I went to a funeral a short time ago. While nearly all funerals are sad, this one was particularly heartbreaking, as the deceased had passed away, suddenly, unexpectedly, and at a relatively young age. A mother, still in the prime of middle age, was taken without warning. A large and loving family had gathered from all over the United States to grieve the passing of a woman that they all had fond memories of. Although I didn’t know the woman at all, it was obvious that she would be missed by a great many people.
While I sat and watched the family pour out their grief during the funeral, and then later the burial, a strange emotion came over me. It was an emotion I would have never expected to feel at a funeral, and it took me some time to identify it. It was envy. I felt envious of the family that had gathered to mourn the loss of someone they loved so much. I felt ashamed of this emotion at first, and I tried to bury it. I was there to support someone who had lost a close family member, this was not the time to be focused on myself. But later on, once I was alone, I began to reflect on what I had felt, and more importantly, why.
I obviously didn’t envy the family for losing a loved one. I have many people in my life whom I love dearly, and I would not want to lose any of them. I have had loved ones die, and I certainly did not want that to happen to again. What I envied was not their grief, but rather that they were able to express it. My sons are gone. Not dead, but just… gone. They are gone from my life, and the lives of my family. When my wife filed false allegations against me, and took my children from me, it was terrible, but it didn’t feel like they had died. It was a terrible feeling, a great loss, and it was very painful, but it didn’t feel like death, with its shock and finality and hopelessness. At least, it didn’t at first.
Unlike with death, there were moments of brief hope. For five long years, every occurrence was a chance at getting my sons back into my life. Every time I went to court, I believed the judge would hear me out, and award me time with my children. When my wife hit me with her car, I thought for sure she would be charged, and I would be able to see my kids. When my wife burned down her house, and the arson report concluded that she had done it, I thought surely something would change. When my daughter was taken from my wife, and I spent nearly a year EARNING her back from foster care, I believed that the authorities would force my wife to reunite us with the boys. But each time I was disappointed. And slowly, creeping up more and more each day, the feeling that they were dead formed like a malignant tumor, growing inside my heart.
It feels like my sons are dead. I know that they are not, but they have been removed from my life as surely as if they were placed in wooden boxes and lowered into the ground. No voices, no pictures, no word of what they doing has come my way. I don’t even know what they look like today. I know from letters that were sent to the judge, and from what my daughter tells me, that they hate me. They think I am a terrible person, and that they want nothing to do with me. This is all so different from the relationship we had before. I was once their hero, their confidant, their champion – I was their father. The last time I saw Aiden he was sick, but he insisted on spending time with me, even though he felt awful. The last time I saw Seth, I held him while he cried in my arms, as I tried to console his fears about his parents splitting up. Now, in their minds, I am dangerous, a cancer, someone to avoid at all costs. Such has my wife poisoned their minds and hearts against me.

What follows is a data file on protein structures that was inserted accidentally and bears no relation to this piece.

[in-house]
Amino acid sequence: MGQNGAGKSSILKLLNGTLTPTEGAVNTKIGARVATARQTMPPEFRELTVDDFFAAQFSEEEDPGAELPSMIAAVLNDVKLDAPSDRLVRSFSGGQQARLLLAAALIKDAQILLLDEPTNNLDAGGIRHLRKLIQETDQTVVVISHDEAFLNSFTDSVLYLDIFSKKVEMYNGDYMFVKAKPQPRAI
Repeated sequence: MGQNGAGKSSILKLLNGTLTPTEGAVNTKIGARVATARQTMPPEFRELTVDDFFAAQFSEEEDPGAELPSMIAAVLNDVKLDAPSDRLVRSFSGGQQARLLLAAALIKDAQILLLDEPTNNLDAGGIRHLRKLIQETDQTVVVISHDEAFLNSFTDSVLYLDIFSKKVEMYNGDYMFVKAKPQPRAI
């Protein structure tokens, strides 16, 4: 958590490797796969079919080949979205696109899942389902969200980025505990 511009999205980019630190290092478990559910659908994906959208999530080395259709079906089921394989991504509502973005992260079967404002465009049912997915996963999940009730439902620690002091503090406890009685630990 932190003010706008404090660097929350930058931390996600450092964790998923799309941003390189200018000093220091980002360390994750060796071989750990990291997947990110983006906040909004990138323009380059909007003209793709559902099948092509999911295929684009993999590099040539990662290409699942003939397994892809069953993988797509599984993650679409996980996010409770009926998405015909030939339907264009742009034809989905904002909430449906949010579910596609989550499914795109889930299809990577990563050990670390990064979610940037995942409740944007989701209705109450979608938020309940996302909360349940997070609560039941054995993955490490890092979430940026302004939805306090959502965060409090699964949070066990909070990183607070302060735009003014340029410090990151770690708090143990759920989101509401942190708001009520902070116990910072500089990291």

Everything I knew about my sons is gone. Our relationship no longer exists. The children they once were no longer exist. It has been five years now – they are both approaching 15 years of age, well into their teens. To me, they are still nine years old, frozen in my mind at the age I last saw them. But the children I knew have grown up, and every connection I had with them has been severed. Even if we were reunited tomorrow, nothing that we once had has been preserved – we would have to start our relationship from scratch. I have lost my sons.
Throughout history, our society has developed ways of dealing with grief. We have a funeral for the deceased. We tell stories of fond memories with them. We look at photographs of the ones we’ve lost, and we remember the joy they brought to our lives. We pour out our grief, and those around us acknowledge the loss, and they comfort us. Then, as the final gesture, we lower a casket into the ground, or present an urn of ashes to the family. The survivors go through the stages of denial, anger, bargaining, depression, and finally acceptance. And often there is a stone at the final resting place, a marker of the one who has been removed from our lives. I will see none of that.
I will not get to hear others laugh telling stories of my sons, or cry over how much they will be missed. I will not be able to gather my family together in mourning, and watch a collage of photographs showing their lives. I will not see a casket lowered into the ground, or hold an urn, as a tangible reminder that my sons are gone. I will never allow myself to fully reach acceptance, because no matter how distant and dim hope becomes, it is always there, taunting me, just out of my grasp. There is no demarcation line, etched in stone, no marker to indicate the day my sons were taken from me.
My sons are gone, and I must envy those who grieve.